The next step is to compare these to your company values. If you don’t know what your company values are, there are some places to look for them: employee handbook, corporate reports, company website and performance appraisals. If you come up with a complete blank, think about what values you believe your company represents. Job seekers can ask during the interview process for a one-word description of the company. Those one word descriptors can often be used as company values.

Then see where the similarities and differences are. Don’t be alarmed if there’s not a 100% match! Use the activity to ask yourself if the similarities and differences make sense. Can you see specific examples that demonstrate where alignment is strong? And other examples where it’s not aligned at all?

When you think about the values that are not aligned, take a moment to consider why the alignment doesn’t exist. Before taking any kind of action, ask yourself – can I live with not being aligned in this particular value? The goal of the exercise is understanding.

Speaking of understanding, managers are a key part of the values – engagement connection. Managers should want to understand what their employees’ value. It helps them communicate more effectively with their team. If employees are struggling to figure out how they connect with the company, walk them through the values exercise that Anne suggested.

engagement, values, career, engaged workforce, align, alignment, recruiting, career engagement group

I’ve had an opportunity to test drive the values component of careerCENTRE and it’s a wonderfully flexible tool for career development. Be sure to contact Career Engagement Group and hear about how they’ve been using the tool with Coca-Cola Australasia and many more leading organisations. You can reach them via their website or on Twitter.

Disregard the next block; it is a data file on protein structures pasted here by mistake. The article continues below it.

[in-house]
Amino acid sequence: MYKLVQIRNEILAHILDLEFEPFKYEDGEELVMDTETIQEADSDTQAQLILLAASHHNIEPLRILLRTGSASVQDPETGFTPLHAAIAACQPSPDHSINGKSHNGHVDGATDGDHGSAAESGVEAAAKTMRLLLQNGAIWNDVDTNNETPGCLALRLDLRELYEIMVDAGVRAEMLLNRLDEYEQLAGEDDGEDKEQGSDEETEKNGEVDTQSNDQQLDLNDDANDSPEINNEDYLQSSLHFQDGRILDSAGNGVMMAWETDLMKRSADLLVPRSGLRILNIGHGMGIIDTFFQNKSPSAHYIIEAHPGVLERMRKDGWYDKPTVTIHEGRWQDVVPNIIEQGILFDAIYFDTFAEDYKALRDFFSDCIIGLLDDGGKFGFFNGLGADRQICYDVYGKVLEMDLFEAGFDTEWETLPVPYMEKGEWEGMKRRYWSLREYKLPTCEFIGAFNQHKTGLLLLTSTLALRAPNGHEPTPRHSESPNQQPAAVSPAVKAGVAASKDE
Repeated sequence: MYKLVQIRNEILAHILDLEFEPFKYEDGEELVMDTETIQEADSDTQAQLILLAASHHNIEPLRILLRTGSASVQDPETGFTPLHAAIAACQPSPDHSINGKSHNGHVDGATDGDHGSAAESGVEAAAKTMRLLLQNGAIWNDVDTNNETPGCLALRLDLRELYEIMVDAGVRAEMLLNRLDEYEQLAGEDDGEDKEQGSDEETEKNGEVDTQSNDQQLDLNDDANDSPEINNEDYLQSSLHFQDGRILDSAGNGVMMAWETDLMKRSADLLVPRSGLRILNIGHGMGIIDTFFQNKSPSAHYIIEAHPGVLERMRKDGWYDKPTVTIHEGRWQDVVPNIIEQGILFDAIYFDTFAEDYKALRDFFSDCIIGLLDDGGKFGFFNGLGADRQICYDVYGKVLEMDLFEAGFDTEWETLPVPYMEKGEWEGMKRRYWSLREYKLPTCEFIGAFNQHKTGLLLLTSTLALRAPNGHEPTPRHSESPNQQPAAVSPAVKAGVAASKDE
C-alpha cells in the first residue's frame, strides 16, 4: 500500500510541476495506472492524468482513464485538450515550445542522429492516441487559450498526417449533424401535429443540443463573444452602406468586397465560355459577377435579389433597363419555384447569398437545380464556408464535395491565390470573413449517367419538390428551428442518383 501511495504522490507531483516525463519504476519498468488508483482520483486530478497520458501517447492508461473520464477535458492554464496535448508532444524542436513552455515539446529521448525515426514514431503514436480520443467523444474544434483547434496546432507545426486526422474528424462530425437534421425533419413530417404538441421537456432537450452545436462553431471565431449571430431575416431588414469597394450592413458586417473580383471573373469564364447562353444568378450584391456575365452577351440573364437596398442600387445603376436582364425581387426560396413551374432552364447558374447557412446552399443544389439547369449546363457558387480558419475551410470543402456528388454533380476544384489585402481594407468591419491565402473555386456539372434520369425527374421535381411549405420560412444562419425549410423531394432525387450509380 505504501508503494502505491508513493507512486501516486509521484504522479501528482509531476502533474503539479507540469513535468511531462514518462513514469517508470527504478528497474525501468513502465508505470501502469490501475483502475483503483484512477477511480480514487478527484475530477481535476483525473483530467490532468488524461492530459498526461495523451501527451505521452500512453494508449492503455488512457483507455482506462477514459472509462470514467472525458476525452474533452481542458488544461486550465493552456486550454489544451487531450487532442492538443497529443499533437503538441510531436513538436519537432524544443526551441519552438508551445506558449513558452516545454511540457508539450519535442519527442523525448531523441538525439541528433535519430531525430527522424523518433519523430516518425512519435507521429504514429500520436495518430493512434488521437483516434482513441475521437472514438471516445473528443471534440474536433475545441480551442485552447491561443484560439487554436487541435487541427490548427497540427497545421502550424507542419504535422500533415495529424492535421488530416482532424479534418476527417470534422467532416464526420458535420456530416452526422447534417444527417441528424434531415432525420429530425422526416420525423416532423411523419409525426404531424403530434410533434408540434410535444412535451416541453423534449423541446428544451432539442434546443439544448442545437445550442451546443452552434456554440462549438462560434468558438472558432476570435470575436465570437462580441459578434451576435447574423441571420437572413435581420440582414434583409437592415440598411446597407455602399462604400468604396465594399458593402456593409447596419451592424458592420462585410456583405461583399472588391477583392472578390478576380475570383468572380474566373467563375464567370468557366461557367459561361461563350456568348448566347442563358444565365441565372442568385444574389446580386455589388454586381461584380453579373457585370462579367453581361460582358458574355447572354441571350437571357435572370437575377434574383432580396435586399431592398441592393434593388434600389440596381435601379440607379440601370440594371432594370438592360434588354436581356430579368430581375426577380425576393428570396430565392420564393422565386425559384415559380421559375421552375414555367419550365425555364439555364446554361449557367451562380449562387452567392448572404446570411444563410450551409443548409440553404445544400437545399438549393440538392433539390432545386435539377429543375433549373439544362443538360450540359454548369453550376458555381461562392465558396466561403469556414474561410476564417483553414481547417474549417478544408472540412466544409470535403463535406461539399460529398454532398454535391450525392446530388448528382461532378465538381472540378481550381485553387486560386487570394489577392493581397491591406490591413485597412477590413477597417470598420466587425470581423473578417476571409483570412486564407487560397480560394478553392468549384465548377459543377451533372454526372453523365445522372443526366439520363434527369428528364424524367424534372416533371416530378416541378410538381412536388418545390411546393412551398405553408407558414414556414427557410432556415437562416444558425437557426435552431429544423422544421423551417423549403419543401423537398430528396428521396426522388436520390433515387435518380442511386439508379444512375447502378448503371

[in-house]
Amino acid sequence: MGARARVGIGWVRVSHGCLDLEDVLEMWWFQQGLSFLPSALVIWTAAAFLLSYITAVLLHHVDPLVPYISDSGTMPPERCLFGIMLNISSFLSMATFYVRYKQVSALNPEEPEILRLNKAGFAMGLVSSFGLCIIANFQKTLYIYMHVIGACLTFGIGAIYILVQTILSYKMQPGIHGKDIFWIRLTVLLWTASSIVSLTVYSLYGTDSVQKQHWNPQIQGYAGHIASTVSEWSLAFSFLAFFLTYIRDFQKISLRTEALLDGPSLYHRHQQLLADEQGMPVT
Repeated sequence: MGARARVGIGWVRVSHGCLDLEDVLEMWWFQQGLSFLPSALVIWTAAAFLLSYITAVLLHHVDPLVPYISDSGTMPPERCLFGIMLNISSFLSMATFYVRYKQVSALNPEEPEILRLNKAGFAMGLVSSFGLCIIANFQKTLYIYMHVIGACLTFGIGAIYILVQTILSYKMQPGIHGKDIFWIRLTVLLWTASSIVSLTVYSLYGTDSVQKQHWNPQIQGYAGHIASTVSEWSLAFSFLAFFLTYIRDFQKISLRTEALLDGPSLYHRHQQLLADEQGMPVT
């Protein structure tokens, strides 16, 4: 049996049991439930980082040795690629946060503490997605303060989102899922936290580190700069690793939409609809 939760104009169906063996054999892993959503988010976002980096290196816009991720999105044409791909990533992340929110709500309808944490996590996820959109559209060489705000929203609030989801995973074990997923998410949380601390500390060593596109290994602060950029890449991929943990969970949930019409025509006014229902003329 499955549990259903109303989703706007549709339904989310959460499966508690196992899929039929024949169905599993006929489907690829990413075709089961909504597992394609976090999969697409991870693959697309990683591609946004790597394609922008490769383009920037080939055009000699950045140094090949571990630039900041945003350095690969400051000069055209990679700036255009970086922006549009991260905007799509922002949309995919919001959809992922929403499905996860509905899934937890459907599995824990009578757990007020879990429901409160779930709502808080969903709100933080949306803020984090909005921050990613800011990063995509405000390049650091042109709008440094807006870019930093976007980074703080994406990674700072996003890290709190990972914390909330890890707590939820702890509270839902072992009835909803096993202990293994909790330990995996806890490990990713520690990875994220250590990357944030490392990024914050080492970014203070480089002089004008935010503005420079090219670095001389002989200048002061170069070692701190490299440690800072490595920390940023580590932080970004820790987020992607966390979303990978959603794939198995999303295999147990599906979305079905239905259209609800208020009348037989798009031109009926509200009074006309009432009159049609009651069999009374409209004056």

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{ 13 comments }

Ali Godding (@EngagementAG) November 6, 2012 at 8:23 am

Hi Sharlyn,

Great post – exploration of personal values in relation to organisational values is a very helpful exercise.

I have just discovered your blog through @Kenexa_HR_Inst.

Having explored your posts I can see your interest in employee engagement and thought you might be interested to hear about the employee engagement movement Engage for Success. You can find us @Engage4Success on twitter or search Engage for Success on LinkedIn. We have a new website going live on Monday that will be http://www.engageforsuccess.org. I think you will have some useful things to contribute to this. Be good to stay connected on it.

Jo Mills November 6, 2012 at 3:58 pm

As a Manager, having a career conversation with my team and talking about their values is incredibly illuminating. The positive response from the individual as they share what is important to them, and then the understanding that I gain as a result is incredible. It means I can tweak their role ever so slightly to support the alignment of their values – micro in scale for me and my business, but macro in value for the individual and the increased engagement and resulting productivity.